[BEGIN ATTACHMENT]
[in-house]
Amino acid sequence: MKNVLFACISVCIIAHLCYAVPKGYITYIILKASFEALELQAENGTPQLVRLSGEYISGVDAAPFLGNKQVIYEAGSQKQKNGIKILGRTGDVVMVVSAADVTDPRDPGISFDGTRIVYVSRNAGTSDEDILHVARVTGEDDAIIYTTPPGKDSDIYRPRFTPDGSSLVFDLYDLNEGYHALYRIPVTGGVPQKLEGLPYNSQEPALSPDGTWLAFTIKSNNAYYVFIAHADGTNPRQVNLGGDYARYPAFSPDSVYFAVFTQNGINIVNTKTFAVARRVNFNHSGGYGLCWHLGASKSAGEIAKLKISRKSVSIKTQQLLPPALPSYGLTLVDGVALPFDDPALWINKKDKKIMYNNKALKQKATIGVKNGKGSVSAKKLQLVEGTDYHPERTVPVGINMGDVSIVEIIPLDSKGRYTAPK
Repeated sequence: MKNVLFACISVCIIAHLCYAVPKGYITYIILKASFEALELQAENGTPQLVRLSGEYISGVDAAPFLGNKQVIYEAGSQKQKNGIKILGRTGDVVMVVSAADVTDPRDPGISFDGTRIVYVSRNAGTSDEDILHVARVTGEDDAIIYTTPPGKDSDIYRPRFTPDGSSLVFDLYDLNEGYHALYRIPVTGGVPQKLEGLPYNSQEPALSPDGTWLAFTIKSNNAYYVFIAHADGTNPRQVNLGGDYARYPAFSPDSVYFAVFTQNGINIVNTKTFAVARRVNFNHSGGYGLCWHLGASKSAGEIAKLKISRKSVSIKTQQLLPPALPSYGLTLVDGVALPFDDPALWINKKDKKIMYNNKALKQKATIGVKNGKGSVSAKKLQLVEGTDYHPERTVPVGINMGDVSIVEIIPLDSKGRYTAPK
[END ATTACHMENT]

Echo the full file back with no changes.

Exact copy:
[in-house]
Amino acid sequence: MKNVLFACISVCIIAHLCYAVPKGYITYIILKASFEALELQAENGTPQLVRLSGEYISGVDAAPFLGNKQVIYEAGSQKQKNGIKILGRTGDVVMVVSAADVTDPRDPGISFDGTRIVYVSRNAGTSDEDILHVARVTGEDDAIIYTTPPGKDSDIYRPRFTPDGSSLVFDLYDLNEGYHALYRIPVTGGVPQKLEGLPYNSQEPALSPDGTWLAFTIKSNNAYYVFIAHADGTNPRQVNLGGDYARYPAFSPDSVYFAVFTQNGINIVNTKTFAVARRVNFNHSGGYGLCWHLGASKSAGEIAKLKISRKSVSIKTQQLLPPALPSYGLTLVDGVALPFDDPALWINKKDKKIMYNNKALKQKATIGVKNGKGSVSAKKLQLVEGTDYHPERTVPVGINMGDVSIVEIIPLDSKGRYTAPK
Repeated sequence: MKNVLFACISVCIIAHLCYAVPKGYITYIILKASFEALELQAENGTPQLVRLSGEYISGVDAAPFLGNKQVIYEAGSQKQKNGIKILGRTGDVVMVVSAADVTDPRDPGISFDGTRIVYVSRNAGTSDEDILHVARVTGEDDAIIYTTPPGKDSDIYRPRFTPDGSSLVFDLYDLNEGYHALYRIPVTGGVPQKLEGLPYNSQEPALSPDGTWLAFTIKSNNAYYVFIAHADGTNPRQVNLGGDYARYPAFSPDSVYFAVFTQNGINIVNTKTFAVARRVNFNHSGGYGLCWHLGASKSAGEIAKLKISRKSVSIKTQQLLPPALPSYGLTLVDGVALPFDDPALWINKKDKKIMYNNKALKQKATIGVKNGKGSVSAKKLQLVEGTDYHPERTVPVGINMGDVSIVEIIPLDSKGRYTAPK